Category Archives: Book reviews

Rereading: James Michener’s ‘Iberia’

I have come up with a recurring topic idea I’ll continue if people find it interesting:  re-reads.  I have a lot of books, enough that I could not re-read them all in five years, including many to which I later return.  I don’t like to post reviews on Amazon, unless I have a motive; I resent them shipping my content to affiliates.  (Yes, they have the legal right.  Not disputed.  Nor should they dispute my legal right to refrain from donating my content to them.)

When most of us think of Michener, we think of his great historical fiction novels that span great ranges of time.  They walk us through the development of a culture, and in so doing they help us see that culture’s modern residents in light of their forebears.  My personal favorites are The Covenant (South Africa), Centennial (Colorado), Alaska, Texas and The Source (Palestine).

Iberia differs.  It is a composite personal travelogue of the author’s experiences in Spain (Portugal is not really included).  This is that rare book for which hardcover is by far the best edition, because I own it in both hardback and paperback, and the hardback contains many more of Robert Vavra’s excellent photographs.  James Michener met Spain as a very young man, came to know it well, and its people showed him their country as thoroughly as a people can.  Spaniards can be sensitive about the world’s take on their world-shaping, gold-glittering, intensely religious past.  Said world has given them ample cause.  It follows that they considered Michener an honest broker worthy of hidden knowledge, frank debate and candid admission.

It reads differently from his fiction, as you would expect, because fiction and non-fiction narrative often differ slightly. In the editing world, we must take account of this. If this is his natural style, though, I like it. It is sophisticated yet word-economical.

What it means for you:  a trove of cultural enrichment.  Think of every social science and humanity discipline applied to a given nation, from history to fine arts.  That describes Iberia with respect to Spain and Spaniards.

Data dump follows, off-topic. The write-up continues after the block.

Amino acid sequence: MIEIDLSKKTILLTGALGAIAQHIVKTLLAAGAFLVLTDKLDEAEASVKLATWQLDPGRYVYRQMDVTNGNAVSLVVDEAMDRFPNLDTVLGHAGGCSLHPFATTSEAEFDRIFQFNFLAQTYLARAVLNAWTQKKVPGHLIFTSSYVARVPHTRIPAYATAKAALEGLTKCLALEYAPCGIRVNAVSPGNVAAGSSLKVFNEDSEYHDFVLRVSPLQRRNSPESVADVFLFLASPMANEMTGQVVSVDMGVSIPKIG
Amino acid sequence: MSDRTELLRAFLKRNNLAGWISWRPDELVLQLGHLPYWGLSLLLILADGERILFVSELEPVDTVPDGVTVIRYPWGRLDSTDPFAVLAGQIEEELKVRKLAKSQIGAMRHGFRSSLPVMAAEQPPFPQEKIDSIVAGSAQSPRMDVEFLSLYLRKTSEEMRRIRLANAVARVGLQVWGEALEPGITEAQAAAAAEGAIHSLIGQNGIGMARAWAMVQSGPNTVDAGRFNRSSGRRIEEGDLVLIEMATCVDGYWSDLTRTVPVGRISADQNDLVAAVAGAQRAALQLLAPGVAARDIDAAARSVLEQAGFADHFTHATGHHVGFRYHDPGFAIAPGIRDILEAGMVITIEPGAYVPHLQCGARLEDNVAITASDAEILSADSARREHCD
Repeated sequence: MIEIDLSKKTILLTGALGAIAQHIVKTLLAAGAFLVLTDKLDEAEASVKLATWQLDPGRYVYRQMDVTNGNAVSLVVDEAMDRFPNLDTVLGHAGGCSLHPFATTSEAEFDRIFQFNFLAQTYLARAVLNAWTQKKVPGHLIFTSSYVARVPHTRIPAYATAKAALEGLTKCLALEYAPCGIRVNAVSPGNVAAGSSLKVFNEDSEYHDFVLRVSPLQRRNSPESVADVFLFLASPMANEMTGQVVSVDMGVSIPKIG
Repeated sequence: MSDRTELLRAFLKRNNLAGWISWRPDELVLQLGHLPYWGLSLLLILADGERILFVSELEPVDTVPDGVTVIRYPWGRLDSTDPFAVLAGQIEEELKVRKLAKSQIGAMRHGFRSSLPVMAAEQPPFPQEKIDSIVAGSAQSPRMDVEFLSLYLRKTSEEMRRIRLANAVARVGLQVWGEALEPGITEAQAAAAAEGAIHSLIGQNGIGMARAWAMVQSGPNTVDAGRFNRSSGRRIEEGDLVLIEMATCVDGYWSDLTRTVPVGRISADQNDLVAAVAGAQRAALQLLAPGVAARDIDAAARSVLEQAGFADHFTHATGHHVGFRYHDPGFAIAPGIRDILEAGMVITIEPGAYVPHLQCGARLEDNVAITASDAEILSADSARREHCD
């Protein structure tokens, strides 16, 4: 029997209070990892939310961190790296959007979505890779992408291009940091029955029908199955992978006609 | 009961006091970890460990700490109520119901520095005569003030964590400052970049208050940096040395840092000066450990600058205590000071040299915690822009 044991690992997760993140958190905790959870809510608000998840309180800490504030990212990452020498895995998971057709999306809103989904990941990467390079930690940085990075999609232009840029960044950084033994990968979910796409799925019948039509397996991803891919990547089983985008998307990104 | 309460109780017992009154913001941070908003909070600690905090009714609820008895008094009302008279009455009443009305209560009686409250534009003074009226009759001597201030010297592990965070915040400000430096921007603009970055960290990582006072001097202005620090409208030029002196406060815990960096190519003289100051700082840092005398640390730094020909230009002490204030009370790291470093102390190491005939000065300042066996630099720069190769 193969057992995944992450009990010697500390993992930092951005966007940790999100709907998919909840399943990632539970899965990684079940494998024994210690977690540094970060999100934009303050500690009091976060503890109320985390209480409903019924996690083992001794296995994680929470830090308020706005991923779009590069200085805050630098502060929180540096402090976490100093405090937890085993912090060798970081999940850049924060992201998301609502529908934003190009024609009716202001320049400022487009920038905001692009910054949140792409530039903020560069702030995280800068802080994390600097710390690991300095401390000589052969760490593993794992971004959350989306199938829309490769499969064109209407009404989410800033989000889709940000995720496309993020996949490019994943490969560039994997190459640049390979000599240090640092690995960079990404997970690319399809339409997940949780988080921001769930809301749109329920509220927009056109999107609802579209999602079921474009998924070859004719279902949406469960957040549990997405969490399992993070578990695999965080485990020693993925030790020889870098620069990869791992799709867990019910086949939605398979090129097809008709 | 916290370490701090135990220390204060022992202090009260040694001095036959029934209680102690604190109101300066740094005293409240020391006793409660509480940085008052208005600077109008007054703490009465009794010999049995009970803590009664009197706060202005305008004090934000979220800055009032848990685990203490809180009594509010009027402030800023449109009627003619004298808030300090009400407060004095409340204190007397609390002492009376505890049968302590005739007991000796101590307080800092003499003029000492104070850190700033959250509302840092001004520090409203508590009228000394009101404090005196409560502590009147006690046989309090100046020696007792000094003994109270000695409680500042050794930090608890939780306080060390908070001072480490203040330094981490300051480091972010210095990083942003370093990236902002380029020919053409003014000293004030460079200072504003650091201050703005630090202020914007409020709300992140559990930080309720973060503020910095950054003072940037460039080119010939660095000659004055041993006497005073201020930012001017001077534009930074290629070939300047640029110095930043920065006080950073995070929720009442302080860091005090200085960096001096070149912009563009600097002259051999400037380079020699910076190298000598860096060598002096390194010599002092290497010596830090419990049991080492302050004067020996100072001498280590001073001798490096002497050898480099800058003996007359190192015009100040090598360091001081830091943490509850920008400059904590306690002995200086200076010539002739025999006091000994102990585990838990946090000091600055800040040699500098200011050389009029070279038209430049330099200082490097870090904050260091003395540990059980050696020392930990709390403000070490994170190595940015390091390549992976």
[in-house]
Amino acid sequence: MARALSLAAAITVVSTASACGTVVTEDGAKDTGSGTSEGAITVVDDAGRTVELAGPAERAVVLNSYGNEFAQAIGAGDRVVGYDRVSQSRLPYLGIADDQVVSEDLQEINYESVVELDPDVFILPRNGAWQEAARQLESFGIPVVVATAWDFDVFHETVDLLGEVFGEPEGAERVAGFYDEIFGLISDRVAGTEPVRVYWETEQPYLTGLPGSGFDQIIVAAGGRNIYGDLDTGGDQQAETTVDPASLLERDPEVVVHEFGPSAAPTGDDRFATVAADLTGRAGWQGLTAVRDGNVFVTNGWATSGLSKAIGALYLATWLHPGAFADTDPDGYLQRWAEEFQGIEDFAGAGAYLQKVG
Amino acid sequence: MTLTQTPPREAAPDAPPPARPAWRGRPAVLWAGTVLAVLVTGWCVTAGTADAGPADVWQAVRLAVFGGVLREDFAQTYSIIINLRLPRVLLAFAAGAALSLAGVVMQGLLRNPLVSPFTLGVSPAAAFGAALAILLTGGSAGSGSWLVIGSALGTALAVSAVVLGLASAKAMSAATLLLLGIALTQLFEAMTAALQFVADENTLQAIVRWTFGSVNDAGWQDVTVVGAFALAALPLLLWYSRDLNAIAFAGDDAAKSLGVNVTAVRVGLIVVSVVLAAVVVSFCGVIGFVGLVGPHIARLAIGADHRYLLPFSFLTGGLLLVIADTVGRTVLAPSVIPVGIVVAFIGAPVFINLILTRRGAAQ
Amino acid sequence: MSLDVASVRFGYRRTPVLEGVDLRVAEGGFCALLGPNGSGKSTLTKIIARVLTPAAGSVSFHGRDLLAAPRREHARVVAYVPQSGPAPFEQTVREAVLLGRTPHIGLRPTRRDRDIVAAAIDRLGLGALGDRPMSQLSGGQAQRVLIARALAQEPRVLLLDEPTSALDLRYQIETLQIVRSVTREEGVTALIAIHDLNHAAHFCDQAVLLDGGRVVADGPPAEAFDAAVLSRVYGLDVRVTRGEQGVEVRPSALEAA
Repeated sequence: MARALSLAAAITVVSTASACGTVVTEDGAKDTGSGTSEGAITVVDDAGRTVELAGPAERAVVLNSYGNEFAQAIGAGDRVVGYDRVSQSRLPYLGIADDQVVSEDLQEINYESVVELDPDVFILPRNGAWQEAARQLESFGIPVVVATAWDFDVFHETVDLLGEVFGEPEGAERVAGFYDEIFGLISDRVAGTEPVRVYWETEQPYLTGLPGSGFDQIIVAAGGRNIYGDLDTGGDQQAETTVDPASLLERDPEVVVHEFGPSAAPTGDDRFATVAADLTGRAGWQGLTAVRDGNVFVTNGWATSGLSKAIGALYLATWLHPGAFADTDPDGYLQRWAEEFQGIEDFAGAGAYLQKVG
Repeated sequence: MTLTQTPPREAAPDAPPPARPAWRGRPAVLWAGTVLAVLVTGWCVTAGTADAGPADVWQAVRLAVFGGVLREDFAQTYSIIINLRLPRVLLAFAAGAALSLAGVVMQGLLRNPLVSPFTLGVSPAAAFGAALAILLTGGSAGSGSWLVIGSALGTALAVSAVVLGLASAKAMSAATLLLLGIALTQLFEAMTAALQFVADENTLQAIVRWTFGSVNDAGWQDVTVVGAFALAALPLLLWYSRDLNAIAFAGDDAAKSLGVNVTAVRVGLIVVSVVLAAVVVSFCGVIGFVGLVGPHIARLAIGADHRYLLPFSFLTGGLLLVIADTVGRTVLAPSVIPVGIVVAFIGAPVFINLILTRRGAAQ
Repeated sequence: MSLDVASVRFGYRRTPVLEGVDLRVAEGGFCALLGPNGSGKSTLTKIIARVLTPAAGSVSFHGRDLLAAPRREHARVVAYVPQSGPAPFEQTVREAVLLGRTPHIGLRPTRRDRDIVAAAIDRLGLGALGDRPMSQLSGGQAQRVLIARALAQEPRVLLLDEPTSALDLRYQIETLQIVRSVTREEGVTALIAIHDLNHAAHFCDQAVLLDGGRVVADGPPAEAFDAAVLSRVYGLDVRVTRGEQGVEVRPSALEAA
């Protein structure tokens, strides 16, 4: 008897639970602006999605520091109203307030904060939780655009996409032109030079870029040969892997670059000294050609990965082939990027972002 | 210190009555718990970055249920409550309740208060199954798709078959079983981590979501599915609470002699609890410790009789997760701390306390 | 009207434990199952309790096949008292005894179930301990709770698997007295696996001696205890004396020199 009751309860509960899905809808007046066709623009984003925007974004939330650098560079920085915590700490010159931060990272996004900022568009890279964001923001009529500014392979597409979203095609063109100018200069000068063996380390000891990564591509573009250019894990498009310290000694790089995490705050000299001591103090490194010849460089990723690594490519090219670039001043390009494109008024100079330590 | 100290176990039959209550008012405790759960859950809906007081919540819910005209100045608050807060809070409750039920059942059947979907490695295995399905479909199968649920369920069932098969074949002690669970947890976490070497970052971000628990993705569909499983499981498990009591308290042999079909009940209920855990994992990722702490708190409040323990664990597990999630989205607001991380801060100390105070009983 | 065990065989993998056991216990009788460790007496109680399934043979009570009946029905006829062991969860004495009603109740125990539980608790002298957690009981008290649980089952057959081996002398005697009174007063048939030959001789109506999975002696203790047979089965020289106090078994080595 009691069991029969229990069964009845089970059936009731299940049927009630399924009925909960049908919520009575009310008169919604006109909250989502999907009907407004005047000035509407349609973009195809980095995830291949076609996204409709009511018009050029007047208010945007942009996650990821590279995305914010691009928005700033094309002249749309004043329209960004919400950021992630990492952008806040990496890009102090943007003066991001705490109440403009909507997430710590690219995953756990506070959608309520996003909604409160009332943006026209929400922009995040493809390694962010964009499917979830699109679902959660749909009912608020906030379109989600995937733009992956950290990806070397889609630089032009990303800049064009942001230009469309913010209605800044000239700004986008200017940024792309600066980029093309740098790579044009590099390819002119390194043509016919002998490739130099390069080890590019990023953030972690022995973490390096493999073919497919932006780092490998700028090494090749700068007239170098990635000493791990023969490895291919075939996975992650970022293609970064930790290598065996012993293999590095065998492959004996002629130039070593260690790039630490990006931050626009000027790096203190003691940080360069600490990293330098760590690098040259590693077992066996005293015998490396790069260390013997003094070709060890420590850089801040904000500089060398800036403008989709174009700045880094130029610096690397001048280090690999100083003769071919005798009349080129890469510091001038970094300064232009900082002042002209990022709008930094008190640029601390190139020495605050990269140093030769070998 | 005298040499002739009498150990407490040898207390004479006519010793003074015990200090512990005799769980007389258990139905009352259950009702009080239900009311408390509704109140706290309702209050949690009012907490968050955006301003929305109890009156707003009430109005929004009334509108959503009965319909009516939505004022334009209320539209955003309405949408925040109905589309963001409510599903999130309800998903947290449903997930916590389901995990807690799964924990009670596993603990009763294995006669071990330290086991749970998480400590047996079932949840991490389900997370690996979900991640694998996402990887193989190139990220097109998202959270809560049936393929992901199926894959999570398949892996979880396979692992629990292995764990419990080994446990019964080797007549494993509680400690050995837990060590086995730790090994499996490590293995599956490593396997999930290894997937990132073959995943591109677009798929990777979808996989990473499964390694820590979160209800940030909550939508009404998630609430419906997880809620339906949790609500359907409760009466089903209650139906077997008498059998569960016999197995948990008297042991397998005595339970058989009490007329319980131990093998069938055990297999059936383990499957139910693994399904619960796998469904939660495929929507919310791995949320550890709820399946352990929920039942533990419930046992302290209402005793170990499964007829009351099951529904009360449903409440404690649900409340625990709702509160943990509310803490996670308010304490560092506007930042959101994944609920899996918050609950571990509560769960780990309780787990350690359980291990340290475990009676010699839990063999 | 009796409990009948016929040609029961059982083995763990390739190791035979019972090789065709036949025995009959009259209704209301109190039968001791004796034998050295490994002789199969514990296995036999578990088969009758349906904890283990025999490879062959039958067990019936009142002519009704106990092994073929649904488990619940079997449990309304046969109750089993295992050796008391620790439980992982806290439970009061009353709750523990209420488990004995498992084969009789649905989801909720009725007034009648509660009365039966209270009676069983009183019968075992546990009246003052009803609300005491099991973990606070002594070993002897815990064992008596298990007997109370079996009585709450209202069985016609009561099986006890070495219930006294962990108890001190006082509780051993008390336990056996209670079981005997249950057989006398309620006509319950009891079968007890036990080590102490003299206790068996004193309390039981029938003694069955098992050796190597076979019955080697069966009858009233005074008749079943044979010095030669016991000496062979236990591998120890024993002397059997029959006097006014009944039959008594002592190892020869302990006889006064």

Laura Miller on Spamazon

Here’s her article.

The emptor must caveat real well these days.  While I think that the advent of e-readers has a lot of benefits (though I don’t currently plan to obtain one), any new technology signals that it has become popular and mainstream when it is invaded by crooks, garbage and advertising.  (Okay, sorry, that was triply repetitive.)  Anyway, do keep an eye out when buying, so you don’t get sucked into the Great Internet E-Trash Vortex of these sorts of books.

Over time, having moved from writing into editing, I have also seen this evolve. For example, I used to get tons of book review requests, but one day they just ground to a halt. What replaced them? Seriously irritating spam trying to bribe 5-star reviews out of people. I’ve had to change my whole guidance to editing clients with regard to marketing, because I once knew how to generate book reviews, and it no longer works.

Amazon’s little game

Do you buy used books through Amazon? I do, though I’m seriously considering ending that practice.  If you’re anything like me, you have absorbed the following salient facts:

  • Any used book costs a minimum of $3.99 for shipping.
  • Often that’s the entire cost, with the book selling for $0.01.
  • If you make an order of any size at all, Amazon gives you free shipping.

Perceptive readers with business sense, and at least a little bit of avarice, have just done the mental math.  Okay.  So if I’m Amazon, here’s my game.  I’ll set up my system to adjust my price to $3.98 above whatever the best independent bookseller deal is.  And if they buy from the bookseller in spite of my undercut, since I take most of the profit anyway, I can’t lose.

The reason this offends me is that it is so scientifically designed to hose the little guy or gal, the independent bookseller in Waverly, KS who keeps a local retail store going by using the business as a net-order warehouse with retail capability.  It’s not malice, just scientific greed, and I see through it. Given that it affects books and authors, thus clients, as an editor I’m perhaps more sensitive about it. I like local bookstores and help keep them around when I can. So, I reckon, do most editors and writers.

What I have taken to doing, when I do buy used books from Amazon, is easy and inexpensive.  Buy it from the little guy or gal anyway, for the extra $0.02 or $0.50 or $2.00.  It would be great if others did so also.


Today I was inspired to look up my very favorite William Least Heat-Moon quote.  If you do not know who he is, he is an excellent travel author.  He’s from Missoura.  His commentary on that situation:

“A Missourian gets used to Southerners thinking him a Yankee, a Northerner considering him a cracker, a Westerner sneering at his effete Easternness, and the Easterner taking him for a cowhand.” –William Least Heat-Moon, Blue Highways.

Now, if I denied you links to Heat-Moon’s writings after that appetizer, I’d be a cad:

Blue Highways (circling the nation away from freeways)

PrairyErth (an intensive study of my family’s county in Kansas)

Roads to Quoz (a search for stuff out of the ordinary)

River-Horse (he boated across America, at least all but 70 miles of it)

Columbus in the Americas (historical study of the old slaver)

Heat-Moon can seriously write, and has a quirky style that comes at the situation from angles others would not see. I love editing travel narratives, have written my own, and I get how difficult they are. They are even harder to do very well.